The market was bustling and the sun was shining overhead when Selena Konga came to receive her first loan—the very first Seed Effect microloan. It was November 2009, almost five years after the Comprehensive Peace Agreement had been signed, marking an end to decades of Civil War in South Sudan. Just a few years earlier, Selena, like millions of other South Sudanese, had been a refugee. She had recently repatriated with only a tarp and a sack of grain.
But on that morning, she was empowered.
We launched Seed Effect in South Sudan during a season of peace – albeit fragile peace. Refugees resettled, sought economic opportunity, and began to rebuild their lives. Their businesses grew, the markets swelled, and so many South Sudanese went from surviving to thriving.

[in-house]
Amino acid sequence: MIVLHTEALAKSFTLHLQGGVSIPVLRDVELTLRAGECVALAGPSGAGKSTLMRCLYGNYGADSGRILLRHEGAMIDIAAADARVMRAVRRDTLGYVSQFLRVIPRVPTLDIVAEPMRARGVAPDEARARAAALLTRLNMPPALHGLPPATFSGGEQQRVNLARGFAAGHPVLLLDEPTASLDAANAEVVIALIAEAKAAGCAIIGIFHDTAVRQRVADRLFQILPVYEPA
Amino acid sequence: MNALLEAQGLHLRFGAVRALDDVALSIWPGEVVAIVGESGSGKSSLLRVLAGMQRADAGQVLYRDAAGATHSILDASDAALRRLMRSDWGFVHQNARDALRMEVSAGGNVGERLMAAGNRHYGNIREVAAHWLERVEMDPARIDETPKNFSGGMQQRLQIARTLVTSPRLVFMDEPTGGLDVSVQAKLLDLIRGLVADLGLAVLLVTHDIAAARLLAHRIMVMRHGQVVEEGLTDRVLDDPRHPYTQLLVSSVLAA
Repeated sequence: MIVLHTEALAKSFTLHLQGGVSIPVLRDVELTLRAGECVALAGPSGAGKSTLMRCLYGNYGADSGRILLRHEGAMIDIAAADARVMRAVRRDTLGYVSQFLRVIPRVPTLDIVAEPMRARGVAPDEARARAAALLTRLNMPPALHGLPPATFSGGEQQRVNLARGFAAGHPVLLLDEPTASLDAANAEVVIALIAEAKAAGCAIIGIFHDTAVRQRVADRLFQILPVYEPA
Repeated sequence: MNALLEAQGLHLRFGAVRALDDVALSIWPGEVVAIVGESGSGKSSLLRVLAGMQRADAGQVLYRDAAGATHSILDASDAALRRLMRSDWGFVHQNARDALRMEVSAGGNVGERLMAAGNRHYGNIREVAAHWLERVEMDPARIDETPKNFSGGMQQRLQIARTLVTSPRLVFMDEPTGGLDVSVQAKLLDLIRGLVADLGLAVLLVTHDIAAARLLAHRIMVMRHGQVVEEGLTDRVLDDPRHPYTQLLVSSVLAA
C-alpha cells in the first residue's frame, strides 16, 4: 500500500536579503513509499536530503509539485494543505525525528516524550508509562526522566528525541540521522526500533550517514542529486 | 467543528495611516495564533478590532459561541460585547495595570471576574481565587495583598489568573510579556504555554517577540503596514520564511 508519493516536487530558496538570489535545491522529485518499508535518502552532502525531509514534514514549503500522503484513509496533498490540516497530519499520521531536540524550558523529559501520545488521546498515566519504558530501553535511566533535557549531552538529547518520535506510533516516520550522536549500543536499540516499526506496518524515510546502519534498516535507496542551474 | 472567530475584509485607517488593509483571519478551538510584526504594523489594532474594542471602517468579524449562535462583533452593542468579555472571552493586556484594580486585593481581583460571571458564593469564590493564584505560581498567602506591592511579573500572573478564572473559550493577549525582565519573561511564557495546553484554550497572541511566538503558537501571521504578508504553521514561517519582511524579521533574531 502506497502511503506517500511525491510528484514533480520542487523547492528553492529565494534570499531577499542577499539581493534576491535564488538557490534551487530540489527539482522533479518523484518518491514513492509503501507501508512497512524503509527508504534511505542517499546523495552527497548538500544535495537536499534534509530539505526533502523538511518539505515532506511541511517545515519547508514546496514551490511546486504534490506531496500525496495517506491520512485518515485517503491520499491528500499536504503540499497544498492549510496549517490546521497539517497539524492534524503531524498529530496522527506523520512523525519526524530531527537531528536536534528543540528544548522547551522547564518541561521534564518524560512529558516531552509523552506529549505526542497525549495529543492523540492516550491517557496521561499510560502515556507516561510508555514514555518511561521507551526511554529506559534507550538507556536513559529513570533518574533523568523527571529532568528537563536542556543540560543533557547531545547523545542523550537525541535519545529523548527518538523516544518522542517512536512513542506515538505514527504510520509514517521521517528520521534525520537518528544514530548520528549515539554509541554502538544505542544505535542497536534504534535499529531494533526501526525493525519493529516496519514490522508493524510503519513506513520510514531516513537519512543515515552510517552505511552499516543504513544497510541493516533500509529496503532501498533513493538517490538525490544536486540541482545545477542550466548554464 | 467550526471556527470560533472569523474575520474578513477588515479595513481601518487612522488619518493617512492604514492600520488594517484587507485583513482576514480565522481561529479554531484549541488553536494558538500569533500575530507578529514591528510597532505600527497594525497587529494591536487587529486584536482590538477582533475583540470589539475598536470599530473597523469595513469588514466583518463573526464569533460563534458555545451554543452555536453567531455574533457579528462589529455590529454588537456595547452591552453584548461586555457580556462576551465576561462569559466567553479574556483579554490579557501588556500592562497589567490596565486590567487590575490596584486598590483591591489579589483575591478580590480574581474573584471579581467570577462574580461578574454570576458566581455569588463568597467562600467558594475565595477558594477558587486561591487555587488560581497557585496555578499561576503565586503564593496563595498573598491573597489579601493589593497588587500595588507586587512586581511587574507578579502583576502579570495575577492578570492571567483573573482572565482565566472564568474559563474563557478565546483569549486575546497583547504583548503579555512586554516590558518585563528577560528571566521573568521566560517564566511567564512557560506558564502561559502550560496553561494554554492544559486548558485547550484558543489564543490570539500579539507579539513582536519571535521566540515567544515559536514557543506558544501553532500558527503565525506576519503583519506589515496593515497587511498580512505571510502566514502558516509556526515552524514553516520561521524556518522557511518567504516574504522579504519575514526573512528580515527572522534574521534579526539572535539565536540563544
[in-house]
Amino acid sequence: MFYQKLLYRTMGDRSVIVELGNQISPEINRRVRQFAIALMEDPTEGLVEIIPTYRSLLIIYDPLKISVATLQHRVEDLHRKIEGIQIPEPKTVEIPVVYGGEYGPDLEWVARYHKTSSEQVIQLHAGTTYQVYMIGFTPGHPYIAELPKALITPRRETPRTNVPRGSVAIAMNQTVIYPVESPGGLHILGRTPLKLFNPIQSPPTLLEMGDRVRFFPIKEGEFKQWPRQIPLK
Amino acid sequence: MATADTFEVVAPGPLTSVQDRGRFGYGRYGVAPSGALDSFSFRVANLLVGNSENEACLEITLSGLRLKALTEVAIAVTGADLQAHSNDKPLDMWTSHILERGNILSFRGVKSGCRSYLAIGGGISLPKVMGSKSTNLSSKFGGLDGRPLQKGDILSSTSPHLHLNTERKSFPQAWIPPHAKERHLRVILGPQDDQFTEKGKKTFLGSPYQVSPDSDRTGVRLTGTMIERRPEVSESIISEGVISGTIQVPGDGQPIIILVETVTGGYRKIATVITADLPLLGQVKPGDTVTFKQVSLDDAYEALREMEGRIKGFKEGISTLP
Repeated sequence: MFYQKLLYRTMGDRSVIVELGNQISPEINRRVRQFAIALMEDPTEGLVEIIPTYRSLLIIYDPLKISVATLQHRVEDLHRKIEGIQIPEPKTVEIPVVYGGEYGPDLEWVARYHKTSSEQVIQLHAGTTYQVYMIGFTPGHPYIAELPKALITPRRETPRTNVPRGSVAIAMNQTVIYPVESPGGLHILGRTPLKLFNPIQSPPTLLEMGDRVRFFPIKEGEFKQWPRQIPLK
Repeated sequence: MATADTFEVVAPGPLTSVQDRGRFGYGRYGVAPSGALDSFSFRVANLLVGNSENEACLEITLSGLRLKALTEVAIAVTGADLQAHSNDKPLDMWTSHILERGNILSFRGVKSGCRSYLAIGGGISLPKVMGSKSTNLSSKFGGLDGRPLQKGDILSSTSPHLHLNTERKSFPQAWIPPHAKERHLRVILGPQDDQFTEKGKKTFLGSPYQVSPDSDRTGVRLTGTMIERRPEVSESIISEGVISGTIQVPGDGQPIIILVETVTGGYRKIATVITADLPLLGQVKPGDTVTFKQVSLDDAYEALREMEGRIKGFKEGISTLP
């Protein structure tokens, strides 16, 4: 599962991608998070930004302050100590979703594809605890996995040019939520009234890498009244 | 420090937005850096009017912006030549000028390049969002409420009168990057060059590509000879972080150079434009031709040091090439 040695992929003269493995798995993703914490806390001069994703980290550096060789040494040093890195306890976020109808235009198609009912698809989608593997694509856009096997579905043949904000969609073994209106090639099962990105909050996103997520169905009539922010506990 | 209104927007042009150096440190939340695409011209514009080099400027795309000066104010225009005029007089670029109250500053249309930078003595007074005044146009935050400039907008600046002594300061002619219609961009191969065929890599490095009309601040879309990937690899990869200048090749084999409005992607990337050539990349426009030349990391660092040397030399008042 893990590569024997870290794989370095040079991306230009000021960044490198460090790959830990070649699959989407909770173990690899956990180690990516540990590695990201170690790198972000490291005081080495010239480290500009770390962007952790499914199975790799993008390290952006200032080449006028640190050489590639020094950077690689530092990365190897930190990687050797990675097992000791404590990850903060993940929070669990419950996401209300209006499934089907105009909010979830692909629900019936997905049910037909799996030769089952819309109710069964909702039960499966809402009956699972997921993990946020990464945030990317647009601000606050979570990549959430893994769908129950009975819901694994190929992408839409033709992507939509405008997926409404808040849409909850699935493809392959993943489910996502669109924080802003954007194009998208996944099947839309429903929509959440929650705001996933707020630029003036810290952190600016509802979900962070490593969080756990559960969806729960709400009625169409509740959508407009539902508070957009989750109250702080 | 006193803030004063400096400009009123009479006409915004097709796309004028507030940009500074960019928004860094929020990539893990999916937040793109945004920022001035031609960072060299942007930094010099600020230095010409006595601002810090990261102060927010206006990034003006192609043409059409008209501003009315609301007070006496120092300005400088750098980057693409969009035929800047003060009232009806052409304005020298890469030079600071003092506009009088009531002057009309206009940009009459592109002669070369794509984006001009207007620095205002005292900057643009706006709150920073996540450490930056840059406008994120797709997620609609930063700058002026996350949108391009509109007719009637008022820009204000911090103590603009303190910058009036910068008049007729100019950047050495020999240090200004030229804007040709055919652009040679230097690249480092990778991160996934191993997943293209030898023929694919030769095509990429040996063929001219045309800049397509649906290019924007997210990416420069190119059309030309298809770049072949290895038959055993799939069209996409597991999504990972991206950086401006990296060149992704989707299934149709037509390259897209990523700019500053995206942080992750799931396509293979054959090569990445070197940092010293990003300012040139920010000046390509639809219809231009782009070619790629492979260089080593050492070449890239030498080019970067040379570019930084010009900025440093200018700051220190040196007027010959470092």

And then war came. Again. And now millions of South Sudanese have been displaced. Again.
60 Minutes highlighted the growing crisis for those who are internally displaced. They reported that “5 million South Sudanese don’t know where their next meal is coming from and 100,000 people are currently facing death from the effects of starvation”. Additional reports depict the growing refugee crisis, stating that “Uganda is at a breaking point as South Sudanese refugees pour in“.
Refugee. Resettled. Refugee. Resettled. Refugee.
As we’ve waded into the refugee crisis in South Sudan alongside our team and clients, we’ve wrestled with the question, what do refugees really need?
We’ve learned that the situation is much more complex and dynamic than we expected. We’ve learned that to love and care for refugees, we must first turn some of our assumptions upside down. Over the next few weeks, we want to unpack 3 Myths About Refugees, the first being that a refugee = emergency.
Read more on our blog about Myth #1 and why we want to serve the South Sudanese in a sustainable and lasting way.